Review of “Ariadne: A Novel” by Jennifer Saint

Ariadne is another retelling of Greek myths, this one from the perspective of the women involved in the stories. It seeks to redress the ways in which these stories have traditionally been told from the male point of view, and focuses on “the price [women] paid for the resentment, the lust and the greed of arrogant men.” This book turns the tale of Ariadne into a “herstory.”

In Greek mythology, Ariadne was a princess of Crete, daughter of King Minos and brother of the Minotaur.

Poseidon, the powerful god of the sea, had sent a magnificent bull to King Minos to sacrifice to Poseidon, acts of sacrifice and praise being very important to the gods, even if they have to provide assists. Minos wanted to keep that very fine bull for himself, so he sacrificed a different, and inferior, creature. Poseidon retaliated by afflicting Minos’s wife Pasiphae with a bizarre passion for the bull Poseidon had sent, such that she even mated with it. Out of this unholy union between Pasiphae (Ariadne’s mother) and the bull, the Minotaur was born. The Minotaur, a ferocious creature that was half man and half bull, preferred a diet of human beings.

As Ariadne learned, “What the gods liked was ferocity, savagery, the snarl and the bite and the fear. . . . Our fear. That was how the gods grew great.”

Moreover, as Ariadne observed, when gods want to punish a man’s actions, they come for the women. Besides the story of what happened to her mother, she was particularly affected by the tale of Medusa. At first Ariadne knew of Medusa only as a monster with a head full of snakes who turned anyone who looked at her to stone. Then her handmaiden Eirene told her the real story of Medusa, originally a virgin priestess in Athena’s temple. Medusa, whose beauty drew people to the temple (much to Athena’s chagrin) was raped by Poseidon (a recurring villain in this story) right in Athena’s temple, thus defiling the temple as well as Medusa. Who gets punished for all that? Why the woman of course:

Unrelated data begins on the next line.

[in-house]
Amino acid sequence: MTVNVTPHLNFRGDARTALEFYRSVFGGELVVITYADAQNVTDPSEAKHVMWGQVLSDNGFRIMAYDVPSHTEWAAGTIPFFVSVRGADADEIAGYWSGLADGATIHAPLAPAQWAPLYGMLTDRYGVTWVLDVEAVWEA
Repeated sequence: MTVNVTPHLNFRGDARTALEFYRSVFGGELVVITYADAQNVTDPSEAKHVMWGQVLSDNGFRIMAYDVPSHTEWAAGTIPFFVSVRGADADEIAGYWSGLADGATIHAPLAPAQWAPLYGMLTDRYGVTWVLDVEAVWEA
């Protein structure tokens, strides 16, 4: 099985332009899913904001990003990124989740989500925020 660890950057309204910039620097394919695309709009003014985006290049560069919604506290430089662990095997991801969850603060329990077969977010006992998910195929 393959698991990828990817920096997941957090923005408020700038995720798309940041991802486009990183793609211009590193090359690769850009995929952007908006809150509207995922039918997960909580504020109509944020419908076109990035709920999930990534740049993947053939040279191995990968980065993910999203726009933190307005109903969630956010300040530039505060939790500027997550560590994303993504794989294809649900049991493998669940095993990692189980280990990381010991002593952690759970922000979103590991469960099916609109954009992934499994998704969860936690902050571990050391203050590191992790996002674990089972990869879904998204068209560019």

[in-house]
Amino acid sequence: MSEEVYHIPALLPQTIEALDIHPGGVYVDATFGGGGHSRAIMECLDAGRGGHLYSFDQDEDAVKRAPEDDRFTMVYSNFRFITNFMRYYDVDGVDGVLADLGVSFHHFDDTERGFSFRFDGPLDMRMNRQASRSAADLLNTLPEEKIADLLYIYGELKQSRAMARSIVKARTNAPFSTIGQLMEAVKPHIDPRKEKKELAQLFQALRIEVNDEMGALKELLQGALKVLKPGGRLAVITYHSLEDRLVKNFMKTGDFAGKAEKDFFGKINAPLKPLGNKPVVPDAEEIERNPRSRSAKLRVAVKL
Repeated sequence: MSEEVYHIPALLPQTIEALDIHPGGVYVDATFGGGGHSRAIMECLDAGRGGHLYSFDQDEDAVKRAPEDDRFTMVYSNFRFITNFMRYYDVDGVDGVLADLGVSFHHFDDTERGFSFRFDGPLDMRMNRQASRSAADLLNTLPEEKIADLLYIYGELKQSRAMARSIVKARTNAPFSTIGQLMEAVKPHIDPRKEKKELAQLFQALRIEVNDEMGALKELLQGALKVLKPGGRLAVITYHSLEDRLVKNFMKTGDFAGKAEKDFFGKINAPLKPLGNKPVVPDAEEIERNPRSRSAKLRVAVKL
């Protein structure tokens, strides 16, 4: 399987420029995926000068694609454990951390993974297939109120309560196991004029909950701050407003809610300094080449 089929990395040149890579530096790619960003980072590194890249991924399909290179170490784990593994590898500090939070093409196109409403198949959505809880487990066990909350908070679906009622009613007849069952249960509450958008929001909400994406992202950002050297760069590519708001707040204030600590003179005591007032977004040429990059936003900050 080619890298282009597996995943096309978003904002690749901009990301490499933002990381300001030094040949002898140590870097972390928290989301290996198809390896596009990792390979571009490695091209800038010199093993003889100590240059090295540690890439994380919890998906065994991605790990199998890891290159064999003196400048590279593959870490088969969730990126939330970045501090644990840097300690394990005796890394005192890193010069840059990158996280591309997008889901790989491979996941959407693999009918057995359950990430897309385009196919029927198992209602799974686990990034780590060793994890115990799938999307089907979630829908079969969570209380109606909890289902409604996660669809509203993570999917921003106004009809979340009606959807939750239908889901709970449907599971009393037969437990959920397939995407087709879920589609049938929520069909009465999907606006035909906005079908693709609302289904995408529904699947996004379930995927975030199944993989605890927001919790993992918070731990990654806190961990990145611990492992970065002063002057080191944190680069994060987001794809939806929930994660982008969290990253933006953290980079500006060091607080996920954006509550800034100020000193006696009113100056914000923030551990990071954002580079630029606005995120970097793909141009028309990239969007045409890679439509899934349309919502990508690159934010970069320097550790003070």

“Athena struck Medusa’s hair and crowned her instead with living snakes. She took her beauty and made Medusa’s face so terrible that it would turn onlookers to stone. And so Medusa rampaged . . . .”

Eventually Perseus, a son of Zeus known as the slayer of monsters, chopped off Medusa’s head and used it as a weapon against his enemies. Medusa thus continued to pay the price for men’s actions.

Medusa, by Pieter Paul Rubens

Minos coveted the same kind of “greatness” the gods had. He wanted power and he wanted to display his dominance to the world by demanding sacrifices. He was proud of the fear and hatred he elicited among his people, because it made him god-like. He conquered Athens and required its people to send a tribute each year – seven Athenian youths and seven Athenian maidens. These young people were used to feed the Minotaur, who was kept, for everyone’s safety, far below the ground in the center of a labyrinth built by Daedalus, the skillful architect and craftsman of Greek mythology.

In the third year of tributes from Athens, one of the youth that came to Crete for sacrifice was the prince of Athens himself, Theseus. Both Ariadne and her younger sister Phaedra were immediately smitten. They snuck out at night to see him, concocting a plan with the assistance of Daedalus to help Theseus kill the Minotaur and escape. Theseus agreed that afterwards, he would take the girls with him back to Athens.

Thanks to the sisters, Theseus killed the Minotaur, but tricked the girls. He misled Phaedra about the meeting point, and abandoned Ariadne to die on the island of Naxos. He furthermore arranged it so they wouldn’t know he had done it all on purpose.

Just as Ariadne ran out of food and water, the half-god Dionysus arrived on Naxos, restored food and water and wine to the island, and courted Ariadne.

Theseus Fighting the Minotaur, 1826, by Jean-Etienne Ramey, marble, Tuileries Gardens, Paris

Back in Crete, a new king was needed: Minos had run off to find Daedalus, who left in disguise for fear of his life. Ariadne’s mild-mannered older brother Deucalion took over the throne. Deucalion arranged for Phaedra to go to Athens to become the wife of Theseus. Phaedra accepted, thinking Ariadne dead, and not yet aware of Theseus’s treacherous and self-serving nature. As she got to know who and what Theseus really was, she only felt happy when he left on his travels. Theseus, as Ariadne later assessed, was like Minos: